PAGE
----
The opinion of the court was delivered by: FAKE
This is an admiralty case. The libellant is a municipal corporation, owning a pier located on Kill van Kull in the County of Middlesex, New Jersey. The complaint discloses that the respondents were in the management and control of the barge "Green Arrow" and the tug "Nautic". The tug towed the barge to libellant's pier where it was made fast in a careless and imprudent manner, so that with the incoming tide the prow of the barge became engaged in the deck of the pier and with the further rise of the tide, the barge destroyed and demolished the pier.
Respondents except to the jurisdiction of this court on the ground that no recovery can be had in admiralty for damage to the pier as alleged.
The exception is well taken. The first case on the subject brought to my attention is The Plymouth, 1869, 70 U.S. 20, 3 Wall. 20, 18 L. Ed. 125, wherein it was held that damages to a pier by fire, having its origin in a burning vessel moored to the pier, could not be recovered for in admiralty. The next is The Blackheath, 1904, 195 U.S. 361, 25 S. Ct. 46, 49 L. Ed. 236, wherein it was held that injury to a beacon made fast to the bed of a river or bay being an aid to navigation could be recovered for in admiralty. This led to Cleveland Terminal & Valley R. Co. v. Cleveland Steamship Company, 1907, 208 U.S. 316, 28 S. Ct. 414, 52 L. Ed. 508, 13 Ann.Cas.1215, which held, there was no jurisdiction in admiralty to recover for damage to a bridge. Nor was any such recovery permitted for damage to a dock or wharf next below such bridge, because they were each so connected with the shore that they immediately concerned commerce upon land.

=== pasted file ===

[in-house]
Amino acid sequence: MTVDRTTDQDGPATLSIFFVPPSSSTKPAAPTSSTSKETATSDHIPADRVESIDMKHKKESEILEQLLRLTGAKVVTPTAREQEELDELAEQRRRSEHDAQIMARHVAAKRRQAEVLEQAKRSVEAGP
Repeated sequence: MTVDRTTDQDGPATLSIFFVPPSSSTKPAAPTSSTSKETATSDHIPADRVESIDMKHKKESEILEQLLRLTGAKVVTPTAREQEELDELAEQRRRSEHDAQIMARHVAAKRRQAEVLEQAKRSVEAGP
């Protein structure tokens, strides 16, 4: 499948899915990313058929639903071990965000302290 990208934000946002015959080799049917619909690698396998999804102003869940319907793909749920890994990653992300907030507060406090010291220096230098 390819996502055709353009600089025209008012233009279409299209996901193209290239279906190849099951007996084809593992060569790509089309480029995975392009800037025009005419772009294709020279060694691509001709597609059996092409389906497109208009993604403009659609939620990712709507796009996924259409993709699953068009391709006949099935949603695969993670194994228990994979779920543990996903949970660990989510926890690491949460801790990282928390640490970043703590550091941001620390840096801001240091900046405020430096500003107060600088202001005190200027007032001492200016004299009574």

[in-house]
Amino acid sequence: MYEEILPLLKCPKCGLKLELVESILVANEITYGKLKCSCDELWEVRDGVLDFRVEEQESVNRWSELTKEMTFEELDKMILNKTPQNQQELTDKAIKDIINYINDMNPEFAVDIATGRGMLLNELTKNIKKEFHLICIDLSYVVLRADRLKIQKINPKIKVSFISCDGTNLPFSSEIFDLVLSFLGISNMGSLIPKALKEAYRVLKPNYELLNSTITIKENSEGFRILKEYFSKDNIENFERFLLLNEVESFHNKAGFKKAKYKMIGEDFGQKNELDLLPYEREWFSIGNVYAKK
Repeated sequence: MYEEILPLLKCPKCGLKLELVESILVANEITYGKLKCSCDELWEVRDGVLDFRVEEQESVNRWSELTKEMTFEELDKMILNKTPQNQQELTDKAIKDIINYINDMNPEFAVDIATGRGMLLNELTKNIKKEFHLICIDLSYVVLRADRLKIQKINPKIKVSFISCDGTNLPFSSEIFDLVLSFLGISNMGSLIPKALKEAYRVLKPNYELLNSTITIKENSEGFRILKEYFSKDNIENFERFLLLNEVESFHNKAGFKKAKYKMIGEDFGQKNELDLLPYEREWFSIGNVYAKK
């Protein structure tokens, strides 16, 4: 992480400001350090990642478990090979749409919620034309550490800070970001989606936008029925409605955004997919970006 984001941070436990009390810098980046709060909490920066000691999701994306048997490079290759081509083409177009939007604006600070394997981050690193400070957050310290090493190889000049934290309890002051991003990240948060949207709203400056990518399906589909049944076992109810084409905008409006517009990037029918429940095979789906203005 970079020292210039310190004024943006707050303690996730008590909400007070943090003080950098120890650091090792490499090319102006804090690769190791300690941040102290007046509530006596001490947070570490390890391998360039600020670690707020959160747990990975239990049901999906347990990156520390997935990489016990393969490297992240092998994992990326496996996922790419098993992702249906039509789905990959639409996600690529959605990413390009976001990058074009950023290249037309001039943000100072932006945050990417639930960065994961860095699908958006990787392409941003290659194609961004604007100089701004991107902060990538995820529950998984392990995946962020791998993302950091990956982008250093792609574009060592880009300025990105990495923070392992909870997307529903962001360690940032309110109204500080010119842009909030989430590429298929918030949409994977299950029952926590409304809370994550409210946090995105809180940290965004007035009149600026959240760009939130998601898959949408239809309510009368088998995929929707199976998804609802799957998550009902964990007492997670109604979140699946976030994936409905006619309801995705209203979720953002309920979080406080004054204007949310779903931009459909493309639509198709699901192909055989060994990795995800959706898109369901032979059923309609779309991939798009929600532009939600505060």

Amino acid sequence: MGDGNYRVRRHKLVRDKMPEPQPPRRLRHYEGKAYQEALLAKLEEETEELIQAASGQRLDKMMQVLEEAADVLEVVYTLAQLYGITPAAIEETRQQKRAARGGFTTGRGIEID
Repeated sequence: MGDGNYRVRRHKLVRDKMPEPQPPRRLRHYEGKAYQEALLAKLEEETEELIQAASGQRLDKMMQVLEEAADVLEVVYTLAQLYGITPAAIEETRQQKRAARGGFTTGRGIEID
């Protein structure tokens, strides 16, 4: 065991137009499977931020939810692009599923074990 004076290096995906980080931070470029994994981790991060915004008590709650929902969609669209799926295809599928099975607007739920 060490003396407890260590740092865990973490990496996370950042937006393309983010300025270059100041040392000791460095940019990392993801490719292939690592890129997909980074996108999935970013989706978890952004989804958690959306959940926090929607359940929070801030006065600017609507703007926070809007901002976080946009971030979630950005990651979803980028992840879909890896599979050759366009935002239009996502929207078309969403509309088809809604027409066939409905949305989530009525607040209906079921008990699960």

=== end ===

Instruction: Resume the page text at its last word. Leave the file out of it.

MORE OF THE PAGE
None of the cases dealing with cables in a water bed as aids to navigation have any bearing here, to wit: United States v. North German Lloyd, D.C., 239 F. 587; The Toledo, D.C., 242 F. 168; Postal Telegraph-Cable Co. v. P. Sanford Ross, Inc., D.C., 221 F. 105; and New York Tel. Co. et al. v. Cities Service Transp. Co. et al., D.C., 23 F.Supp. 426.
In Nippon Yusen Kabushiki Kaisha v. Great Western Power Co., 9 Cir., 17 F.2d 239, a distinction is made between a power cable and a cable used in transmitting messages and it was held that damages to a power cable, unlike damages to a cable used in communications, could not be recovered for in admiralty because no aid to navigation could be spelled out where power cables were involved.
The rule laid down in Cleveland Terminal & Valley R. Co. v. Cleveland Steamship Company, supra, is the rule to be followed here. See The Vizcaya, D.C.1941, 38 F.Supp. 1020, to the same effect.
The exception is sustained. An order may be entered in conformity with this ruling.
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